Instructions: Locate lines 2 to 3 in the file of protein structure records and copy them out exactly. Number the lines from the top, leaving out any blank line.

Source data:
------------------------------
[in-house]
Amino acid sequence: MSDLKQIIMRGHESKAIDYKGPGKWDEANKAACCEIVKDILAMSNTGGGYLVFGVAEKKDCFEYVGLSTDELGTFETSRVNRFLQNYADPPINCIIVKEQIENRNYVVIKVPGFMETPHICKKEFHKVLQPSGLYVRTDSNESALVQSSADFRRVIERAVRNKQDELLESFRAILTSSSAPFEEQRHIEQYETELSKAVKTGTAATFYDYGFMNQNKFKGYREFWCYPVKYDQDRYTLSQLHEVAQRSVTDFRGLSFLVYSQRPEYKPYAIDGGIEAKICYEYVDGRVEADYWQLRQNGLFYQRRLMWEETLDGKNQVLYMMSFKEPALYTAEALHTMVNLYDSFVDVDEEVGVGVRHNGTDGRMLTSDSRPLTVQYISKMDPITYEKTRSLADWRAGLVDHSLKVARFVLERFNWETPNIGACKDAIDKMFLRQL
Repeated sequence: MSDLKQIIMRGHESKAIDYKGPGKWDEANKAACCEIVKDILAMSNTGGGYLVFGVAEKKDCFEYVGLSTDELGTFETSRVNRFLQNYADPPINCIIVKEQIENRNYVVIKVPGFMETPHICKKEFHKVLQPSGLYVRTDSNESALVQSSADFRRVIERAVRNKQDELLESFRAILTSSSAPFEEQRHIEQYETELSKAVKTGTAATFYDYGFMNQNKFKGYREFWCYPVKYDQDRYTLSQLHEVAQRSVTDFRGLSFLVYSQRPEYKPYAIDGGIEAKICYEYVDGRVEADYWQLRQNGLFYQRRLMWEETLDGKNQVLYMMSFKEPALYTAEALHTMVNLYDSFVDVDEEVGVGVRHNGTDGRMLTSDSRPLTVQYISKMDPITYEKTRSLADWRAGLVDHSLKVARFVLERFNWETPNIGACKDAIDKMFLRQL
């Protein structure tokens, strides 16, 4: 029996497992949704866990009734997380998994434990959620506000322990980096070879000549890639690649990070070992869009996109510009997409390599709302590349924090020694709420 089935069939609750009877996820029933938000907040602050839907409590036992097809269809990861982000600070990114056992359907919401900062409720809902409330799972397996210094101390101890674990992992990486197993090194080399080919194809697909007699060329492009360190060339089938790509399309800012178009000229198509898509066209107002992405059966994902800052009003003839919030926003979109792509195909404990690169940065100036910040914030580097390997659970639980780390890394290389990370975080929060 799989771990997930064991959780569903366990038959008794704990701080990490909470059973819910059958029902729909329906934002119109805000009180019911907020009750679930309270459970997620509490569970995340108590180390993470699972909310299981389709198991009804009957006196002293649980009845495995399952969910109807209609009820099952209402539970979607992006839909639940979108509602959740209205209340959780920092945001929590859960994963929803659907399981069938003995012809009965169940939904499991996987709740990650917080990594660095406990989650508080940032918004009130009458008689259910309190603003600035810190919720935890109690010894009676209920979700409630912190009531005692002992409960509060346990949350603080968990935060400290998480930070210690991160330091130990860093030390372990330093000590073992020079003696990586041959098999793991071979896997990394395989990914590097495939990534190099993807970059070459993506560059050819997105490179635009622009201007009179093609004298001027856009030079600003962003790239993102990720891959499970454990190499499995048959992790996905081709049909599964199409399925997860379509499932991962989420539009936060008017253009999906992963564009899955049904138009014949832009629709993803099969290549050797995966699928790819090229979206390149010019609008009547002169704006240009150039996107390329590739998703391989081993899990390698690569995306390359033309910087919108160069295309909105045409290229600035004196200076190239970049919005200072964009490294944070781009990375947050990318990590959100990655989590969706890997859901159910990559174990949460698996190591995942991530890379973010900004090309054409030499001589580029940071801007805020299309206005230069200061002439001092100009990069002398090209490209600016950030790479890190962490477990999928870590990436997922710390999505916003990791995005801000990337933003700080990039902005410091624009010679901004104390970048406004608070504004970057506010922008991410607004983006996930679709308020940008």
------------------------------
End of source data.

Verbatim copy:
Amino acid sequence: MSDLKQIIMRGHESKAIDYKGPGKWDEANKAACCEIVKDILAMSNTGGGYLVFGVAEKKDCFEYVGLSTDELGTFETSRVNRFLQNYADPPINCIIVKEQIENRNYVVIKVPGFMETPHICKKEFHKVLQPSGLYVRTDSNESALVQSSADFRRVIERAVRNKQDELLESFRAILTSSSAPFEEQRHIEQYETELSKAVKTGTAATFYDYGFMNQNKFKGYREFWCYPVKYDQDRYTLSQLHEVAQRSVTDFRGLSFLVYSQRPEYKPYAIDGGIEAKICYEYVDGRVEADYWQLRQNGLFYQRRLMWEETLDGKNQVLYMMSFKEPALYTAEALHTMVNLYDSFVDVDEEVGVGVRHNGTDGRMLTSDSRPLTVQYISKMDPITYEKTRSLADWRAGLVDHSLKVARFVLERFNWETPNIGACKDAIDKMFLRQL
Repeated sequence: MSDLKQIIMRGHESKAIDYKGPGKWDEANKAACCEIVKDILAMSNTGGGYLVFGVAEKKDCFEYVGLSTDELGTFETSRVNRFLQNYADPPINCIIVKEQIENRNYVVIKVPGFMETPHICKKEFHKVLQPSGLYVRTDSNESALVQSSADFRRVIERAVRNKQDELLESFRAILTSSSAPFEEQRHIEQYETELSKAVKTGTAATFYDYGFMNQNKFKGYREFWCYPVKYDQDRYTLSQLHEVAQRSVTDFRGLSFLVYSQRPEYKPYAIDGGIEAKICYEYVDGRVEADYWQLRQNGLFYQRRLMWEETLDGKNQVLYMMSFKEPALYTAEALHTMVNLYDSFVDVDEEVGVGVRHNGTDGRMLTSDSRPLTVQYISKMDPITYEKTRSLADWRAGLVDHSLKVARFVLERFNWETPNIGACKDAIDKMFLRQL